Green Arrow #17
Writer- Jeff Lemire
Artist- Andrea Sorrentino
Of the phrases that comic book fans fear most few hold the status of reboot. However, the second most feared phrase is “creative team change”. However, with Green Arrow it is a welcome change. While the first six issues were good they did not sell well, then we got ten issues of Ann Nocenti, who did an abysmal job of expanding the story. Finally, we get a new staff on the book in order to do justice to this less popular hero. The story is told in two sections. The first features Oliver lost in the desert dying and regretting how he has lost everything. The majority of the book focuses on a flashback explaining how Oliver ended up in the desert. It ends with the introduction of Komodo and showing how over his head Oliver actually is.
The story takes cues from older runs of Green Arrow and a little inspiration from the Arrow TV series. We get a younger Oliver than in the previous issues and this series plays more like a prequel or reboot than a continuation of the previous run of the comic. The dialogue is great and it builds an aura of mystery in the book. There is some great pacing in this book and it really seems to be building toward a really interesting arc that will expand on the history of the Queen family. This shift in the quality of writing is a welcome change to this series and hopefully it will remain this way for this arc and all others forthcoming.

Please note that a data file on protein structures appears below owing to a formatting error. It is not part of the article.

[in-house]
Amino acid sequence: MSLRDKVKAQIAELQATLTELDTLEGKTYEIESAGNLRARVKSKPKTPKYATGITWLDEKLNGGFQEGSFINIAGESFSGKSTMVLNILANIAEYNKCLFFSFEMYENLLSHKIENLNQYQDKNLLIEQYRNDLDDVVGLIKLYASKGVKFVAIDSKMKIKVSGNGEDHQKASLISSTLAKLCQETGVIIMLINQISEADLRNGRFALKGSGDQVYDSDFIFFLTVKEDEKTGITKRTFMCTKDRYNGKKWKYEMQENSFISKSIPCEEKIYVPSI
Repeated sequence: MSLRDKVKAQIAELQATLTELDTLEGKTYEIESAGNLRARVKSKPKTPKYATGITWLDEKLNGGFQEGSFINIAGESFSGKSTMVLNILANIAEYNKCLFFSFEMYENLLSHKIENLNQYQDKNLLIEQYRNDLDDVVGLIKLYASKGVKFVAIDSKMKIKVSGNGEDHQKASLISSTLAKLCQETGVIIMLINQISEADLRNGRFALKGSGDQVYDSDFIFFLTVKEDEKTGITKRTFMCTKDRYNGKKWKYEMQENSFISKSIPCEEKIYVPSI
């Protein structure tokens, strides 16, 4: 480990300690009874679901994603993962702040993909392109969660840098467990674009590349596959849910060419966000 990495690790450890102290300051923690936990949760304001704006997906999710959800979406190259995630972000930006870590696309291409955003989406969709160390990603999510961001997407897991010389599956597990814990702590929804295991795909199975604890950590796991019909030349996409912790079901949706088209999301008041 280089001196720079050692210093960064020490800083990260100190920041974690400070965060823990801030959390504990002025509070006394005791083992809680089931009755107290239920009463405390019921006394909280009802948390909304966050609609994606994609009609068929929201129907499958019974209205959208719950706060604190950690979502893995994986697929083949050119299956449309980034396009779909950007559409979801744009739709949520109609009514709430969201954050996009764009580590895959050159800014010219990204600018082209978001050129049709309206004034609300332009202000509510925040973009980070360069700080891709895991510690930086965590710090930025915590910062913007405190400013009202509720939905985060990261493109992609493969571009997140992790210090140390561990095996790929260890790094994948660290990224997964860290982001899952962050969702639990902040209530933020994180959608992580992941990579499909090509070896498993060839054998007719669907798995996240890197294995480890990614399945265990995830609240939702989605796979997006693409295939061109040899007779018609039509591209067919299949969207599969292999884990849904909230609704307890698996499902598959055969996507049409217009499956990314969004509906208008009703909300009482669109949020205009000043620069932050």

The artwork has a grittier feel than the usual Green Arrow faire and it suits this darker, more mysterious story. The design for Oliver looks younger than he did in the previous issues and Justice League of America. The costume design looks almost identical to the costume from Arrow which also ties into the younger design. This could be seen as a prequel, except that when the story continues they make reference to the JLA. Overall, the art is great and has a unique art style. The battles look brutal and they add to the hopeless situation Oliver is facing. The new artistic redesign will likely draw in new readers who are fans of the TV series.
I did enjoy the first arc of the New 52 version of Green Arrow, but when Ann Nocenti took over I dropped this series because of her intolerable writing. I recently learned that Jeff Lemire took over the series, which inspired this review. I came in with mixed expectations, but I really enjoyed this new take on the character. If you have been watching the TV series you can easily jump into this comic without reading the previous issues. Also, if you want a super hero book with more depth this will also fit that need as well. If you prefer more light hearted comics or if over the top archery is not your bag then you may want to skip this book. Let’s hope that more of the weaker DC series can get a redesign like Green Arrow, it might make DC fun to read again.
5 out of 5 – Way better than a Green Arrow book should be